Mortality is increased in patients with rheumatoid arthritis or diabetes compared to the general population – the Nord-Trøndelag Health Study

Abstract

Persons with rheumatoid arthritis (RA) or diabetes have increased risk of cardiovascular disease (CVD) and higher death rates compared to the general population. This study used data from the population-based Nord-Trøndelag Health Study (HUNT) and the Norwegian Cause of Death registry to compare all-cause mortality rates for RA or diabetes patients to the general population. We used Cox regression with age as time variable, adjusting for sex, smoking, body mass index, hypertension, total cholesterol, creatinine and previous CVD. To achieve proportional hazards, an interaction term with an age group variable (≤75 years or >75 years) was included for diabetes, smoking and previous CVD. Median follow-up was 18.1 years. Mortality occurred for 123 (32%) of the RA patients, 1,280 (44%) of the diabetes patients, 17 (52%) of the patients with both diseases and 11,641 (18%) of the controls. Both diseases were associated with statistically significantly increased mortality rates. The hazard ratio (HR) for RA was 1.24 (95% CI: 1.03-1.44). The HR of diabetes was 1.82 (1.60-2.04) for individuals ≤75 years old and 1.49 (1.39-1.59) for individuals >75 years. Diabetes had a significantly higher HR for death than RA for participants ≤75 years, but not significantly different for participants >75 years.

Introduction

Rheumatoid arthritis (RA) is a systemic inflammatory disease causing inflammation in the synovia. It may lead to joint destruction and extra-articular manifestations such as pericarditis, vasculitis, osteoporosis, rheumatoid nodules and Sjögren’s syndrome1. RA patients have increased risk of cardiovascular events, as well as have higher cardiovascular, respiratory, and all-cause mortality rates compared to the general population2,3,4,5,6,7,8,9,10.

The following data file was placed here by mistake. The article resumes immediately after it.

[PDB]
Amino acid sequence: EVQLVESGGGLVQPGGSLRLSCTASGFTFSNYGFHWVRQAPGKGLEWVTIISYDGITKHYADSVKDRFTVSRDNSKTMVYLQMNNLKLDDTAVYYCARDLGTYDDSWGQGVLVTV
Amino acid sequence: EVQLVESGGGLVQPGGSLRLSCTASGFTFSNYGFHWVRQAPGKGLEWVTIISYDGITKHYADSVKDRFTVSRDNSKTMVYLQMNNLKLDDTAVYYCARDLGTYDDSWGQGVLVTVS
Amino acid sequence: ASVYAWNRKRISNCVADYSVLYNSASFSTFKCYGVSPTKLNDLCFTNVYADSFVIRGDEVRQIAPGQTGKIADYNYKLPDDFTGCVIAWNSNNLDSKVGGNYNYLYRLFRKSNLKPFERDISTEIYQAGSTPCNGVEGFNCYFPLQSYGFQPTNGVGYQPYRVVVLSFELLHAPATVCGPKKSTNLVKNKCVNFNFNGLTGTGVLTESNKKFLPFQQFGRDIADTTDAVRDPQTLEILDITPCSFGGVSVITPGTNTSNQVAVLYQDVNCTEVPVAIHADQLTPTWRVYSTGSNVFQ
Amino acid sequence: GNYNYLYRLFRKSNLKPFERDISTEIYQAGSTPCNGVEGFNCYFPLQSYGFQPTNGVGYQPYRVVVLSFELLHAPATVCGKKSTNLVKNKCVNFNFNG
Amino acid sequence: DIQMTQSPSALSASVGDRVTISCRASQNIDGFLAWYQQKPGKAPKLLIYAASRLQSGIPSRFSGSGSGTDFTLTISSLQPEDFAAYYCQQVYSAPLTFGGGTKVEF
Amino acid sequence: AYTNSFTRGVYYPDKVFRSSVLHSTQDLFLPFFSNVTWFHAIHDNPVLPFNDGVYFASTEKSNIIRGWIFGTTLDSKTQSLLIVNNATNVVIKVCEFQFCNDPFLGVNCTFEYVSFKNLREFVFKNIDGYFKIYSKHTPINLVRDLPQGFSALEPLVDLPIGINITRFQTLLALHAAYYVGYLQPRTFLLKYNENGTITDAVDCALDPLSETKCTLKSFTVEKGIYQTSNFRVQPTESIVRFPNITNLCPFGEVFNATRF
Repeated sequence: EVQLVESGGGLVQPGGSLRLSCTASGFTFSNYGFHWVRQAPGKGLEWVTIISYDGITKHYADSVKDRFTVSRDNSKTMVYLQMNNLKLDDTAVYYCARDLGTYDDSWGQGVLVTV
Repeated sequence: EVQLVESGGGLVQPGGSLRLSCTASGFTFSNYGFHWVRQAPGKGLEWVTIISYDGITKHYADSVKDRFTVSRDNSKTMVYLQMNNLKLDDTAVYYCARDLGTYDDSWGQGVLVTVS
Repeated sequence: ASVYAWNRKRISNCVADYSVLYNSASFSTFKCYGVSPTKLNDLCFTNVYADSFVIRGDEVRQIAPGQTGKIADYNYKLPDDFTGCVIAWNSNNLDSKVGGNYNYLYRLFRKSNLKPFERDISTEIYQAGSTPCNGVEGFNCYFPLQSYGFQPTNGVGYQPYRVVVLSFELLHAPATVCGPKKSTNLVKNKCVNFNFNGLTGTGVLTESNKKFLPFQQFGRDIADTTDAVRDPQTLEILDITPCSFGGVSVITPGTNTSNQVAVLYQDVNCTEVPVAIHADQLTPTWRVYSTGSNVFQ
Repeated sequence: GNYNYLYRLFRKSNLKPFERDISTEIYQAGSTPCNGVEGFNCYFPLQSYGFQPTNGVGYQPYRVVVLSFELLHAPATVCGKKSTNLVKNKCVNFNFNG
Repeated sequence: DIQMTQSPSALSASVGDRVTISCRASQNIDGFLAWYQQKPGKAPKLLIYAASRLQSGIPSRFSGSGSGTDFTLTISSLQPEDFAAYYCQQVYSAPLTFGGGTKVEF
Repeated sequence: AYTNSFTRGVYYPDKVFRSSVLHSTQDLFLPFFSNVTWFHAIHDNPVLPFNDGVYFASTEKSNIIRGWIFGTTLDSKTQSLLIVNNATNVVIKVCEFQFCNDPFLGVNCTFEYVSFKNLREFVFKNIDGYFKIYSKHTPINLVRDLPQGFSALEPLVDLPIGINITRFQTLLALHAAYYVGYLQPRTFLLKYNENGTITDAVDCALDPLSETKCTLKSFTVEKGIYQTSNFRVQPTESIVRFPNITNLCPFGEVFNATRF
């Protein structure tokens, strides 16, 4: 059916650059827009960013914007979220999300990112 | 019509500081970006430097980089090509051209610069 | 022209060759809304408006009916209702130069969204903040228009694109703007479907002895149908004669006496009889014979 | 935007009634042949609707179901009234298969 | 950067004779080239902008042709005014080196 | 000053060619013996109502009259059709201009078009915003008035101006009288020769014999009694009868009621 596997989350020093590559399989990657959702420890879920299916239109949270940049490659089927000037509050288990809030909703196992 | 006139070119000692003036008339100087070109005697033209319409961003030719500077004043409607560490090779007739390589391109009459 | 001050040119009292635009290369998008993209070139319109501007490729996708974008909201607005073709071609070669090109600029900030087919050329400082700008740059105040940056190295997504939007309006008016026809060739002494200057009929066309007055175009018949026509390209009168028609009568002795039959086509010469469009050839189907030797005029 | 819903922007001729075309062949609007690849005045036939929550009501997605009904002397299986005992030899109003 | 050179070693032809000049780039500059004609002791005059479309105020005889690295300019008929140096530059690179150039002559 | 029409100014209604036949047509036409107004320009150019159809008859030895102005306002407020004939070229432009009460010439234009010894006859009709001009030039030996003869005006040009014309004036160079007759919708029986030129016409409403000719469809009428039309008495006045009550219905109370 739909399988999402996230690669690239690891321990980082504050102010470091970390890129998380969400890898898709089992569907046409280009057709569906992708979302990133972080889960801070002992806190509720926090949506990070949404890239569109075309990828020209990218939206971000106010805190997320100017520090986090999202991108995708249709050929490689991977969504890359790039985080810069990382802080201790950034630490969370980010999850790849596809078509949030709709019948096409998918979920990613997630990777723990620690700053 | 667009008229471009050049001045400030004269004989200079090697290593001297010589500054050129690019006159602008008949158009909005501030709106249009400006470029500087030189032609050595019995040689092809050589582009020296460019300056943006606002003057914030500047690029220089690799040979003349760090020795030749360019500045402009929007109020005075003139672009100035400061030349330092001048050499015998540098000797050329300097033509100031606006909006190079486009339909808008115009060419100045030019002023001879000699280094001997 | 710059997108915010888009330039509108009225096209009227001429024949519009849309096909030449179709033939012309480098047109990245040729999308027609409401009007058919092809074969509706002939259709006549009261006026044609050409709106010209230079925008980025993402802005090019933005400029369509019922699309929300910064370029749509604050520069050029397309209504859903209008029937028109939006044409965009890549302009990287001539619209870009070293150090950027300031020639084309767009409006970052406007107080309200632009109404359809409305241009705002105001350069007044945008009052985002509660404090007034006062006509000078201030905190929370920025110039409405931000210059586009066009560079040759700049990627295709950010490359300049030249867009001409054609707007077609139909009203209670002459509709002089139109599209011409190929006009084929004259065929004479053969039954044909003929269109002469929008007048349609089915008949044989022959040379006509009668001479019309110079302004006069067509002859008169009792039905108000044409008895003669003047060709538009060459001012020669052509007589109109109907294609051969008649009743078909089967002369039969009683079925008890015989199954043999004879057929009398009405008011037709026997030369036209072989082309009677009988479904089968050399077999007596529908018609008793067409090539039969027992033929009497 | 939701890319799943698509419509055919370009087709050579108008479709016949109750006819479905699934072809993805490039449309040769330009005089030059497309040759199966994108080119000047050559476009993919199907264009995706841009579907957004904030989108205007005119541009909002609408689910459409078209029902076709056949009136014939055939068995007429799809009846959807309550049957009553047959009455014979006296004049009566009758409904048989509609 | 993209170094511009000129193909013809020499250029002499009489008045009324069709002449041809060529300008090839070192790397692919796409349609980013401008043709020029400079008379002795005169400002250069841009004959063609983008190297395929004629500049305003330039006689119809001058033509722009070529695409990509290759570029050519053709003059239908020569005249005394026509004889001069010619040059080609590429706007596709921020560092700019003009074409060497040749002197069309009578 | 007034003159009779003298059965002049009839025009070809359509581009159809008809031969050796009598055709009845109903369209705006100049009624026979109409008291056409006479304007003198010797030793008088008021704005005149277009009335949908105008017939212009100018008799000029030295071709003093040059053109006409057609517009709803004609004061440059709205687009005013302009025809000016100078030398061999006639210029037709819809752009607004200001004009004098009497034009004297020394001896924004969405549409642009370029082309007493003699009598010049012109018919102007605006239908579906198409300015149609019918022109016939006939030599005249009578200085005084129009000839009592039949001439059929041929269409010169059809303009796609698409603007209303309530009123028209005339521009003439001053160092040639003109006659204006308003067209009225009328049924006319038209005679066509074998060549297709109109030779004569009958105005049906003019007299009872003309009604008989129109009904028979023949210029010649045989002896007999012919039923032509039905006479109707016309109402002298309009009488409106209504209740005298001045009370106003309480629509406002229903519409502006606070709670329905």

The risk of cardiovascular disease (CVD) associated with RA has been compared to that of diabetes, a well-known risk factor for CVD and premature death11,12,13. Recent evidence indicates that patients with either disease have increased risk of CVD compared to the general population, however, RA was associated with a lower increase in risk than diabetes14. This somewhat contradicts earlier studies indicating comparable risk in the two groups, and might be explained by changes in treatment of RA and differences in study populations3,15,16.

In the past decades, the general population in the developed world has become healthier and lives longer17,18,19. This trend also seems to apply to patients with diabetes20. However, for RA patients the results over time are more conflicting, from widening mortality gap to better survival than the general population2,4,5,7,21,22,23,24,25,26,27,28. These contradictory findings might be explained by differences in genetics, demographics and health as well as differences in inclusion of incident or prevalent cases, in RA definition, and in follow-up time. However, most evidence based on large numbers of patients and long observation periods points towards lower absolute mortality rates among RA patients in recent years, though still higher than in the general population4,5,7,24,25,26.